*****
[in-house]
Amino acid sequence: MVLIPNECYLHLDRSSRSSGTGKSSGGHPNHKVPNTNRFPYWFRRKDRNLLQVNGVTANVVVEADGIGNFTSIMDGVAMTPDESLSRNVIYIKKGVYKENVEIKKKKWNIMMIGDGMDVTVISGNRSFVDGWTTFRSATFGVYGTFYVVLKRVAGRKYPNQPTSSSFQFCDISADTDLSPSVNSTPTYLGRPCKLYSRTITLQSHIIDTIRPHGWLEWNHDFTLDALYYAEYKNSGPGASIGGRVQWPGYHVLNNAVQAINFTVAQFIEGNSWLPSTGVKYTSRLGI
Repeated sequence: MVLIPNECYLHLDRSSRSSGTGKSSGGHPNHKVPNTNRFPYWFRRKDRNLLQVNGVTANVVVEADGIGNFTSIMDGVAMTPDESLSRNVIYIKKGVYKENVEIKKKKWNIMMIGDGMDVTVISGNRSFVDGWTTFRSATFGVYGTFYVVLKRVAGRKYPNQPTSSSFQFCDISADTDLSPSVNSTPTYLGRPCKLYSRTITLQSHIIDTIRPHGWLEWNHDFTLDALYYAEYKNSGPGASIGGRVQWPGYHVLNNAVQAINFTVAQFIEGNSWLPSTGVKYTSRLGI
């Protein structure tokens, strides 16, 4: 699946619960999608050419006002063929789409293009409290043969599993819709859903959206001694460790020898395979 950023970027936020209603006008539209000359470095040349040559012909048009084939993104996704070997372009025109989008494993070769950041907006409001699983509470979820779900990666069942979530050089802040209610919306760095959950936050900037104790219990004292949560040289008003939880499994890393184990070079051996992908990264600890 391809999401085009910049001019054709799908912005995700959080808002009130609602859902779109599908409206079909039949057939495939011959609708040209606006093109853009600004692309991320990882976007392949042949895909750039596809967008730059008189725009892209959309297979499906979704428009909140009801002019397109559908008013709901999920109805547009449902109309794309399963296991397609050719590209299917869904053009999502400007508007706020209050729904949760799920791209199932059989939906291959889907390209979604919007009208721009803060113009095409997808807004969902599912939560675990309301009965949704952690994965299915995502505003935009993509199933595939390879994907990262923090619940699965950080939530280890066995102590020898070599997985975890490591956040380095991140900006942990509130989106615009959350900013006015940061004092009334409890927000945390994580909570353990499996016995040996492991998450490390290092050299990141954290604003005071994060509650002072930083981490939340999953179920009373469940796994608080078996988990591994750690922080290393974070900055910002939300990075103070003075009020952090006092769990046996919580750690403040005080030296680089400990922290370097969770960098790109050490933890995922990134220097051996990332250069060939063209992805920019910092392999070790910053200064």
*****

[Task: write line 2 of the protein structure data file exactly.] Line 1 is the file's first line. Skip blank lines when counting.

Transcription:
Amino acid sequence: MVLIPNECYLHLDRSSRSSGTGKSSGGHPNHKVPNTNRFPYWFRRKDRNLLQVNGVTANVVVEADGIGNFTSIMDGVAMTPDESLSRNVIYIKKGVYKENVEIKKKKWNIMMIGDGMDVTVISGNRSFVDGWTTFRSATFGVYGTFYVVLKRVAGRKYPNQPTSSSFQFCDISADTDLSPSVNSTPTYLGRPCKLYSRTITLQSHIIDTIRPHGWLEWNHDFTLDALYYAEYKNSGPGASIGGRVQWPGYHVLNNAVQAINFTVAQFIEGNSWLPSTGVKYTSRLGI